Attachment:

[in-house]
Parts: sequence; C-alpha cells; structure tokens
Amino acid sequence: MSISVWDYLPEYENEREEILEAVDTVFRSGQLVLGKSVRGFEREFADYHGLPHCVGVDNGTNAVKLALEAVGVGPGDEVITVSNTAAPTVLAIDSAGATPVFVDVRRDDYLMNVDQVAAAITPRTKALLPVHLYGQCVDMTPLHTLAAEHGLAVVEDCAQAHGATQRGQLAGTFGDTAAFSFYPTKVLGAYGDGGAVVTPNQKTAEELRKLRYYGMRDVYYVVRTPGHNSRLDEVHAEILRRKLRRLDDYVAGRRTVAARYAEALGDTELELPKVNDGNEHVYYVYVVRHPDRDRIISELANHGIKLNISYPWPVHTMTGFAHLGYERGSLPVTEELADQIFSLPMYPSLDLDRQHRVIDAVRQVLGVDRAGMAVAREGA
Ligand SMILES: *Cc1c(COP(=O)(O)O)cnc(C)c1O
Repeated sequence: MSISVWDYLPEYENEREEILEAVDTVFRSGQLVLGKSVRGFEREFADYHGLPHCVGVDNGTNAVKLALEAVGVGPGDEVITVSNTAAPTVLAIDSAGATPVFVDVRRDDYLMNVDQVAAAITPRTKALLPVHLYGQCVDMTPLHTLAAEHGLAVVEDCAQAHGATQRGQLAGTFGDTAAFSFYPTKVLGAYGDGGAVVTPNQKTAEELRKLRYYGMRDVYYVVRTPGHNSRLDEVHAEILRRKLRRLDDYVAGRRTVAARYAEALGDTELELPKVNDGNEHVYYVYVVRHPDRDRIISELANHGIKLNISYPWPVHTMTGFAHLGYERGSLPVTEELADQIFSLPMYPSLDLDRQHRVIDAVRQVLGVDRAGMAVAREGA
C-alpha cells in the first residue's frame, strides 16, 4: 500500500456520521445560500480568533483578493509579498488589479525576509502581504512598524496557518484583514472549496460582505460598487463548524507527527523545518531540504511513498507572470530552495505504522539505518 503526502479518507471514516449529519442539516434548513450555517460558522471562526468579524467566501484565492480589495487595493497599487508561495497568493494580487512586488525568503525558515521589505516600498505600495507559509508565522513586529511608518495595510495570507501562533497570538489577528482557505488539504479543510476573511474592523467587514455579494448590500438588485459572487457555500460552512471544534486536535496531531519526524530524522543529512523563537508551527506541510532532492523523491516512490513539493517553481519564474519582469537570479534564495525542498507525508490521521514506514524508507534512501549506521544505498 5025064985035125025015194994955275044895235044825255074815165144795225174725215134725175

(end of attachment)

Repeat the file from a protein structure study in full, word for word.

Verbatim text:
[in-house]
Parts: sequence; C-alpha cells; structure tokens
Amino acid sequence: MSISVWDYLPEYENEREEILEAVDTVFRSGQLVLGKSVRGFEREFADYHGLPHCVGVDNGTNAVKLALEAVGVGPGDEVITVSNTAAPTVLAIDSAGATPVFVDVRRDDYLMNVDQVAAAITPRTKALLPVHLYGQCVDMTPLHTLAAEHGLAVVEDCAQAHGATQRGQLAGTFGDTAAFSFYPTKVLGAYGDGGAVVTPNQKTAEELRKLRYYGMRDVYYVVRTPGHNSRLDEVHAEILRRKLRRLDDYVAGRRTVAARYAEALGDTELELPKVNDGNEHVYYVYVVRHPDRDRIISELANHGIKLNISYPWPVHTMTGFAHLGYERGSLPVTEELADQIFSLPMYPSLDLDRQHRVIDAVRQVLGVDRAGMAVAREGA
Ligand SMILES: *Cc1c(COP(=O)(O)O)cnc(C)c1O
Repeated sequence: MSISVWDYLPEYENEREEILEAVDTVFRSGQLVLGKSVRGFEREFADYHGLPHCVGVDNGTNAVKLALEAVGVGPGDEVITVSNTAAPTVLAIDSAGATPVFVDVRRDDYLMNVDQVAAAITPRTKALLPVHLYGQCVDMTPLHTLAAEHGLAVVEDCAQAHGATQRGQLAGTFGDTAAFSFYPTKVLGAYGDGGAVVTPNQKTAEELRKLRYYGMRDVYYVVRTPGHNSRLDEVHAEILRRKLRRLDDYVAGRRTVAARYAEALGDTELELPKVNDGNEHVYYVYVVRHPDRDRIISELANHGIKLNISYPWPVHTMTGFAHLGYERGSLPVTEELADQIFSLPMYPSLDLDRQHRVIDAVRQVLGVDRAGMAVAREGA
C-alpha cells in the first residue's frame, strides 16, 4: 500500500456520521445560500480568533483578493509579498488589479525576509502581504512598524496557518484583514472549496460582505460598487463548524507527527523545518531540504511513498507572470530552495505504522539505518 503526502479518507471514516449529519442539516434548513450555517460558522471562526468579524467566501484565492480589495487595493497599487508561495497568493494580487512586488525568503525558515521589505516600498505600495507559509508565522513586529511608518495595510495570507501562533497570538489577528482557505488539504479543510476573511474592523467587514455579494448590500438588485459572487457555500460552512471544534486536535496531531519526524530524522543529512523563537508551527506541510532532492523523491516512490513539493517553481519564474519582469537570479534564495525542498507525508490521521514506514524508507534512501549506521544505498 5025064985035125025015194994955275044895235044825255074815165144795225174725215134725175